This page contains illustrations describing the upper layer ocean circulation processes for the pilot areas associated to the four themes of the project.
- Wave & Currents interactions
The sea state conditions in the greater Agulhas Current region are known for periodically presence of localized extreme waves that are rarely properly forecasted. With the frequent formation of low pressure systems in the Southern Ocean distinct swell fields are often propagating into the Agulhas Current region where they interact with local wind seas and the intense and variable currents and eddies. The likelihood of wave-current refraction and presence of abruptly changing wave height and wave propagation direction as well as crossing seas is therefore large as revealed in the satellite data shown in Figure
- Mesoscale activities
Mesoscale (and sub-mesoscale) features are ubiquitous in the global oceans. They consist of meandering currents, swirling eddies and thin filaments, that are generated by a wide variety of dynamical processes (e.g. instabilities of the fronts where different water masses get in touch, current-topography interactions, air-sea interactions, etc.). In the example below, the geostrophic surface current streamlines estimated from satellite altimeter L4 data clearly identify this mesoscale “turbulence”. They are here overplot to a background SST estimated by interpolating measurements from different sensors. Many cyclonic and anticyclonic structures are visible all over the domain, including the area of the Sargasso Sea where European eels reproduce (around 25°N-65°W). These processes are hypothesized to play a crucial role in the dispersal of eels’ larvae towards their recruitment areas.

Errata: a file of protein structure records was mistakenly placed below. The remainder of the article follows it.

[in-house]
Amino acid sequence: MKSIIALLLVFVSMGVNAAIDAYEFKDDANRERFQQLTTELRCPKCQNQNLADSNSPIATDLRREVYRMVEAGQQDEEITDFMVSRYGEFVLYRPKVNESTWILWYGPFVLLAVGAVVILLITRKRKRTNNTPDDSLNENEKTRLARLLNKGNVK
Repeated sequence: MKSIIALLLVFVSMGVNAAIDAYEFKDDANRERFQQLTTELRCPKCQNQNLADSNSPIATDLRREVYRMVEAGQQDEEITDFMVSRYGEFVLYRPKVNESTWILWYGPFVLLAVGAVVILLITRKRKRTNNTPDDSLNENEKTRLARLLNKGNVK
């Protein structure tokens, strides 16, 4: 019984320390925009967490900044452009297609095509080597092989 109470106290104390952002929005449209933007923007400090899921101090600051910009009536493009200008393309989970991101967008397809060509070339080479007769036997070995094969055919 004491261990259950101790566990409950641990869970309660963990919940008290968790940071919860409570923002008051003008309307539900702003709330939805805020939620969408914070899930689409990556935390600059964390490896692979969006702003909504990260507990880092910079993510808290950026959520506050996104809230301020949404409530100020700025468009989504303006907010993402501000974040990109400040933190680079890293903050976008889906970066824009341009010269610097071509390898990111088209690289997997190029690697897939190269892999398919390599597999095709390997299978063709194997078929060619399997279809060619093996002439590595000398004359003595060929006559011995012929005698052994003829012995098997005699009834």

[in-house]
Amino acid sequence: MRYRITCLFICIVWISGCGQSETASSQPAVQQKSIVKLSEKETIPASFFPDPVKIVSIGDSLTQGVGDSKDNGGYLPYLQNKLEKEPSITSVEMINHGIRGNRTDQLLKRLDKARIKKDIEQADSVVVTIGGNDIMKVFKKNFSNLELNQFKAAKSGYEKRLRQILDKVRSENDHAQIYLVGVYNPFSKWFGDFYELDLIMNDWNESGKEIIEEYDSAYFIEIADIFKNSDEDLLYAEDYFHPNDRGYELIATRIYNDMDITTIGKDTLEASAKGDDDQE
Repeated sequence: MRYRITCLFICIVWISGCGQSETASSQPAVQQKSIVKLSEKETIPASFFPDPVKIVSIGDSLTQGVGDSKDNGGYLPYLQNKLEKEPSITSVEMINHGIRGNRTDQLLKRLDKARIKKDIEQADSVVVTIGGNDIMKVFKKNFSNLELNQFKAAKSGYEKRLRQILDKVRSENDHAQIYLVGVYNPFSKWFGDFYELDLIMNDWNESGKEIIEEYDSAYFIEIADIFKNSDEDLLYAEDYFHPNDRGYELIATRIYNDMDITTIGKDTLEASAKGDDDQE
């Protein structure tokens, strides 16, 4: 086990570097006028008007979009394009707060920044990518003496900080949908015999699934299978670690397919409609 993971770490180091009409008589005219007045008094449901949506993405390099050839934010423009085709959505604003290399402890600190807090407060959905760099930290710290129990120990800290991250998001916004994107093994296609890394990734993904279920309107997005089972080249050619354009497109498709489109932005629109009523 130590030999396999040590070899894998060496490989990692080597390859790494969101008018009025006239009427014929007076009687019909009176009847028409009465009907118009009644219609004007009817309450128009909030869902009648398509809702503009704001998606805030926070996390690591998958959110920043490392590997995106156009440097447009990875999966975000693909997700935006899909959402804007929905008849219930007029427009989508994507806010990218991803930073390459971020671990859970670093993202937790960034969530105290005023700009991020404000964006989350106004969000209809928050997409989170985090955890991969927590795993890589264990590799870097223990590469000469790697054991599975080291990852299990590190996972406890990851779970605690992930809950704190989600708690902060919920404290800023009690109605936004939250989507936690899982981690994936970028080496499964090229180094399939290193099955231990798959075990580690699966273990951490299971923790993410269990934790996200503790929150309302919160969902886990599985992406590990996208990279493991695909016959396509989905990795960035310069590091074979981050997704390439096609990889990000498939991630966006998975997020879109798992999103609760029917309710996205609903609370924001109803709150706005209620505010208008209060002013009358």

- Inertial oscillation
The example image below shows how the drifters (blue trajectories) follow the main direction of the geostrophic surface currents streamlines, but are affected too by inertial oscillations. Surface current products that resolve these high-frequency motions are necessary to better understand the pathways in this region.
- Coastal currents
The two examples presented below are both evidencing the promising capabilities to derive radial surface current estimates at a spatial resolution of 1-3 km from the Sentinel-1 A/B based Doppler shift observations of both coastal currents (Figure 21) and western boundary currents as associated with the greater Agulhas Current regime (Figure 22). In obtaining these results an attitude bias correction is highly necessary. Moreover, as the Doppler shift is sensitive to the total motion of the ocean surface it is also important to invoke reliable removal of the wind- and wave-induced contribution to the total surface motion-based Doppler shift. This can be managed by accessing direct observations and/or model fields. In anticipation of operational Sentinel-1 A/B SAR-based Doppler shift observations with attitude bias corrections, the twice daily (for high-latitude regions) derived high spatial resolution RVL maps from Sentinel-1 will strengthen the monitoring system of ocean surface currents, and become invaluable for validation and assimilation in numerical ocean models.